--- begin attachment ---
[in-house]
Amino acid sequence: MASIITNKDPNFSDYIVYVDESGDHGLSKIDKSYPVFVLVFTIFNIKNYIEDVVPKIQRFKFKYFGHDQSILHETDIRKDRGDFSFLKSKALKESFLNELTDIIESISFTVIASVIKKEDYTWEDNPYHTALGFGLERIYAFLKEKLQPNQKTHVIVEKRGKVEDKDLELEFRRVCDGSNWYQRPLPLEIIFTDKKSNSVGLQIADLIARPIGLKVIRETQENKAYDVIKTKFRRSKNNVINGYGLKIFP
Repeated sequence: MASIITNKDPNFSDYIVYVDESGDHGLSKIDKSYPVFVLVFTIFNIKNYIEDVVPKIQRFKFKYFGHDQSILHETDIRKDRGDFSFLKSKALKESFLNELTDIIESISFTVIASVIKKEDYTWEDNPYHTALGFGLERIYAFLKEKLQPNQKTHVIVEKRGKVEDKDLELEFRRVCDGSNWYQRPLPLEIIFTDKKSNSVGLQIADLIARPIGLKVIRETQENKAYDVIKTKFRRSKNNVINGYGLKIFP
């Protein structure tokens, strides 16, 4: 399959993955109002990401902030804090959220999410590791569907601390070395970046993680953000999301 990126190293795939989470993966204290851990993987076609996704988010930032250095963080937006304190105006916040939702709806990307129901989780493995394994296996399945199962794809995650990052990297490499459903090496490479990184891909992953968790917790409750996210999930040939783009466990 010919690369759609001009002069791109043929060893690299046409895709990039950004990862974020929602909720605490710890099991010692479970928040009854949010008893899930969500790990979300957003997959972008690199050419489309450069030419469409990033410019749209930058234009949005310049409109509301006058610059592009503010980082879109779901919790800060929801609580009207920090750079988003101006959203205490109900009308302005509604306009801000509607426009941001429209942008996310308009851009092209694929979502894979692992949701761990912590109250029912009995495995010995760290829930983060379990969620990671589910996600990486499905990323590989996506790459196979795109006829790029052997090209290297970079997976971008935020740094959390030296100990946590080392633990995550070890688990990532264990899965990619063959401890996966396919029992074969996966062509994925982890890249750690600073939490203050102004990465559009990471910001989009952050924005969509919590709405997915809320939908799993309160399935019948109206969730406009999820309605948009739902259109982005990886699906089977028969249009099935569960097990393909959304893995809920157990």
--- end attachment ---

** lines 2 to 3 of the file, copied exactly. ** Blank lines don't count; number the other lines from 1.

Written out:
Amino acid sequence: MASIITNKDPNFSDYIVYVDESGDHGLSKIDKSYPVFVLVFTIFNIKNYIEDVVPKIQRFKFKYFGHDQSILHETDIRKDRGDFSFLKSKALKESFLNELTDIIESISFTVIASVIKKEDYTWEDNPYHTALGFGLERIYAFLKEKLQPNQKTHVIVEKRGKVEDKDLELEFRRVCDGSNWYQRPLPLEIIFTDKKSNSVGLQIADLIARPIGLKVIRETQENKAYDVIKTKFRRSKNNVINGYGLKIFP
Repeated sequence: MASIITNKDPNFSDYIVYVDESGDHGLSKIDKSYPVFVLVFTIFNIKNYIEDVVPKIQRFKFKYFGHDQSILHETDIRKDRGDFSFLKSKALKESFLNELTDIIESISFTVIASVIKKEDYTWEDNPYHTALGFGLERIYAFLKEKLQPNQKTHVIVEKRGKVEDKDLELEFRRVCDGSNWYQRPLPLEIIFTDKKSNSVGLQIADLIARPIGLKVIRETQENKAYDVIKTKFRRSKNNVINGYGLKIFP